Depending on who you are, sinking stocks, oil prices and loan rates may help or hurt

The turbulence that's roiling financial markets is punishing stock investors, raising worries for major U.S. companies and will likely produce even punier returns for savers.

Yet some Americans actually stand to benefit from the forces that are driving the frenzied trading. Lower oil prices and sinking interest rates are lowering gas prices, keeping inflation low and cutting mortgage rates to levels that, for some, will scream refinance.

Stocks plunged from the start Wednesday — tumbling more than 400 points at one point — in part over fears that the weakness in Europe and Asia will cause the U.S. economy to grow more slowly than analysts and traders had expected.

A tepid report on U.S. retail sales hurt, too.

Profits of U.S. multinational companies, which have posted record increases for much of this year, would suffer from a prolonged slowdown overseas. That worry began settling over financial markets last month and has intensified since then.

Here's how the market turmoil stands to affect different groups, from consumers to borrowers to Federal Reserve policymakers:


Most Americans won't want to look at their retirement portfolios after Wednesday's decline, which comes after the Dow fell nearly 5 percent over the previous six trading sessions. The Standards and Poor's 500 stock index, in which many people sock much of their retirement savings, has sunk 7.4 percent from its mid-September high.

It may be wise to avert your eyes, if it keeps you from panicking. Most analysts counsel against selling stocks in the midst of a market drop.

"You don't disrupt your long-term investment plan based on short-term volatility," says Greg McBride, chief financial analyst at "If it's anything, this is a good buying opportunity."

Some analysts say they think that despite the troubles abroad, the U.S. economy's expansion should continue. That, in turn, could boost stock prices over time.

"This is a pothole in the road," said Joseph LaVorgna, chief U.S. economist at Deutsche Bank. "I don't think the axle is going to fall off the car."


Falling oil prices are painful for oil companies and have fanned investors' worries about the global economy. But they're a pretty good deal for consumers.

Oil prices have dropped nearly 25 percent since they peaked at $107 a barrel in June. Gas prices, in turn, have fallen about 60 cents a gallon since then to $3.17. Some analysts think they could drop below $3 a gallon by the end of the year for the first time since 2010.

That would leave consumers with more money to spend as the holiday shopping season begins. The boost wouldn't be huge: McBride calculates that the 60-cent drop in gas prices would translate into an extra $50 a month for an average two-car household.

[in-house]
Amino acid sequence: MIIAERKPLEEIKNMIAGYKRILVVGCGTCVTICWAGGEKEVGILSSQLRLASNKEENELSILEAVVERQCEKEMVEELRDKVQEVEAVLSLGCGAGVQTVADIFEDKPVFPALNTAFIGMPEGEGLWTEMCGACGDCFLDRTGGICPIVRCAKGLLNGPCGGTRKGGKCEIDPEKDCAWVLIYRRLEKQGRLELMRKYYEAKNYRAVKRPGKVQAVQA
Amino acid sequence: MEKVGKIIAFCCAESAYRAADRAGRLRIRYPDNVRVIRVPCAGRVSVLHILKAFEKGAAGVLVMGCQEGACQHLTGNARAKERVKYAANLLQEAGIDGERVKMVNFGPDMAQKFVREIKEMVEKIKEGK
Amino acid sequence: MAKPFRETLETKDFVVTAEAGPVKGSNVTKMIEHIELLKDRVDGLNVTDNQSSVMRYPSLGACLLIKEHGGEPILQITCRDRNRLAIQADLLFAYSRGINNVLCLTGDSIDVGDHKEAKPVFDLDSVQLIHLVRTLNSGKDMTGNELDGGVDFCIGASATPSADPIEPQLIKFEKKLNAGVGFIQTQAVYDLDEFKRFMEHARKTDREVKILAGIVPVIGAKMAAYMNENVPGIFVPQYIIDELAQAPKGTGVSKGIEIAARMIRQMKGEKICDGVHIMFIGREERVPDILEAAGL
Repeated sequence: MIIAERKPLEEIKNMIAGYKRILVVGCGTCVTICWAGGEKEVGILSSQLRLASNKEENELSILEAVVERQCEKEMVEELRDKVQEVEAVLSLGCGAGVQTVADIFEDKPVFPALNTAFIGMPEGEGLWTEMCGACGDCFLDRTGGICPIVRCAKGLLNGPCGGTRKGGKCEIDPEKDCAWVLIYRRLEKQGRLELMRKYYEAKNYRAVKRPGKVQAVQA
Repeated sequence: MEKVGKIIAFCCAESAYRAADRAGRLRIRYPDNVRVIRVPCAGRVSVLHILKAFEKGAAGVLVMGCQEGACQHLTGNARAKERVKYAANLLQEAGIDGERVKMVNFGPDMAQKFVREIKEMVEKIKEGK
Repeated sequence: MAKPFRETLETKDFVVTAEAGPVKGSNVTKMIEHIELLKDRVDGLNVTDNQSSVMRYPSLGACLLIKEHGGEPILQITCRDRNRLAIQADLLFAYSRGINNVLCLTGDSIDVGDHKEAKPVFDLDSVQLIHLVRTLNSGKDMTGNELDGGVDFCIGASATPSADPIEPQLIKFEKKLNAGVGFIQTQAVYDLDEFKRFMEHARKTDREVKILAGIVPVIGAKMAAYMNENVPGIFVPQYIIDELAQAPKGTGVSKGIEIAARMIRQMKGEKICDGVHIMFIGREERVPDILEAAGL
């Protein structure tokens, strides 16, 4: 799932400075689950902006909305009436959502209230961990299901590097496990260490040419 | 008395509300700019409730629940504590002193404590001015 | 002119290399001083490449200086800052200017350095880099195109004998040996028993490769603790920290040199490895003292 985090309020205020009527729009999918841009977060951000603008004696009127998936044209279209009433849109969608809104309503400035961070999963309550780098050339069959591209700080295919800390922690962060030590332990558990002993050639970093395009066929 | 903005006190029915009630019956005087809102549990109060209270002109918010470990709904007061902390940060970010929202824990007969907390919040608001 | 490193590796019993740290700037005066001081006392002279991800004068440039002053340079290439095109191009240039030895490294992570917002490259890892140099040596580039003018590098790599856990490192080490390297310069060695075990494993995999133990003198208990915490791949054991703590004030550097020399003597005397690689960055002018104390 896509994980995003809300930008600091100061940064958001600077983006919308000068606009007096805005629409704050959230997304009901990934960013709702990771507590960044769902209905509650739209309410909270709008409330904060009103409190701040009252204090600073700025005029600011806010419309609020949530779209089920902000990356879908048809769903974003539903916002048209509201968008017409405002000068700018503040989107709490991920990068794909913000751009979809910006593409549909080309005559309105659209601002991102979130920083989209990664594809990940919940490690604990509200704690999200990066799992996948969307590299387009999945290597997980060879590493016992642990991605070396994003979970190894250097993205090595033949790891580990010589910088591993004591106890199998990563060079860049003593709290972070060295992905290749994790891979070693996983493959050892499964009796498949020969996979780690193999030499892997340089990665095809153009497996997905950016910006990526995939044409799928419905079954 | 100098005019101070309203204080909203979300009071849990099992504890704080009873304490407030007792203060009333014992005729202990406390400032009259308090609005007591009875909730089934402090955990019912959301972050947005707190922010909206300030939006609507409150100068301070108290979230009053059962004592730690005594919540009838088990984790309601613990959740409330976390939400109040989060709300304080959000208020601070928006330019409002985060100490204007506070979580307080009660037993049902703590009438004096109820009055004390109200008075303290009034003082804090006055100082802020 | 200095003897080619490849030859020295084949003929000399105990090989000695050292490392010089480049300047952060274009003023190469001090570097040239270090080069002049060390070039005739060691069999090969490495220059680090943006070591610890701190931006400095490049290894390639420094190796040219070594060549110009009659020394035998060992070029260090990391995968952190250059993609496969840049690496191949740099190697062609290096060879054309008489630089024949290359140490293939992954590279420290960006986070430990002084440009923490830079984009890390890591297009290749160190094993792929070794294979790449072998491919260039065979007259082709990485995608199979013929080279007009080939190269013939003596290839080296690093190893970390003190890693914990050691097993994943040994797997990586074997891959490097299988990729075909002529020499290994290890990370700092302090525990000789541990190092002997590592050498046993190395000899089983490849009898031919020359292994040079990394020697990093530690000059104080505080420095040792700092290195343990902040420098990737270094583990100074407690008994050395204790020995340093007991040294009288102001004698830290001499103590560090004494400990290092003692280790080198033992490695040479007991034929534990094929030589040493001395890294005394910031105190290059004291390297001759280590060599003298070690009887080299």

But Americans will also pay less to heat their homes this winter. The government has forecast that people who use heating oil will spend an average $362 less than last winter, thanks to lower fuel costs and the expectation of more moderate weather.


Anxiety on Wall Street has opened another opportunity for Americans to boost their cash flows: Homeowners who qualify will be able to refinance their mortgages at lower rates.

Investors seeking a haven from volatile stocks have poured money into the safety of U.S. Treasurys, thereby driving down yields. The yield on the 10-year Treasury note fell temporarily below 2 percent Wednesday from 2.2 percent Tuesday. The yield's drop Wednesday was one of its sharpest moves in 25 years, LaVorgna noted.

Long-term mortgages typically track the yield on the 10-year note, so the yield's drop could send mortgage rates below 4 percent for the first time this year, McBride said. For recent homebuyers or those who didn't refinance when rates were even lower in 2013, the drop could produce a tempting opportunity.


Falling oil and gas prices are lowering inflation, which is making life harder for Fed policymakers and other global central bankers.

Consumer welcome low inflation, of course. But once prices actually start falling — a phenomenon known as deflation — wages can also fall. That makes people reluctant to spend and debts harder to pay off. Over time, deflation can contribute to a recession.

The Fed's preferred inflation gauge rose only 1.5 percent in August from a year earlier, below its 2 percent inflation target. Falling oil prices could push it even lower.

The European Central Bank faces an even tougher challenge: Inflation in the 18 nations that use the euro currency is just 0.3 percent.

And many analysts fear that the central banks have few options to fend off deflation. The Fed's benchmark rate has been nearly zero for six years. It is also ending a bond-purchasing program that was intended to keep long-term rates low.

LaVorgna notes that a month ago, investors obsessed over whether healthy U.S. growth would prompt the Fed to raise borrowing rates and when it would do so. Now, the market appears panicked by weakening growth and the prospect of deflation.

"The market has gone full circle," he said.


Contact Chris Rugaber at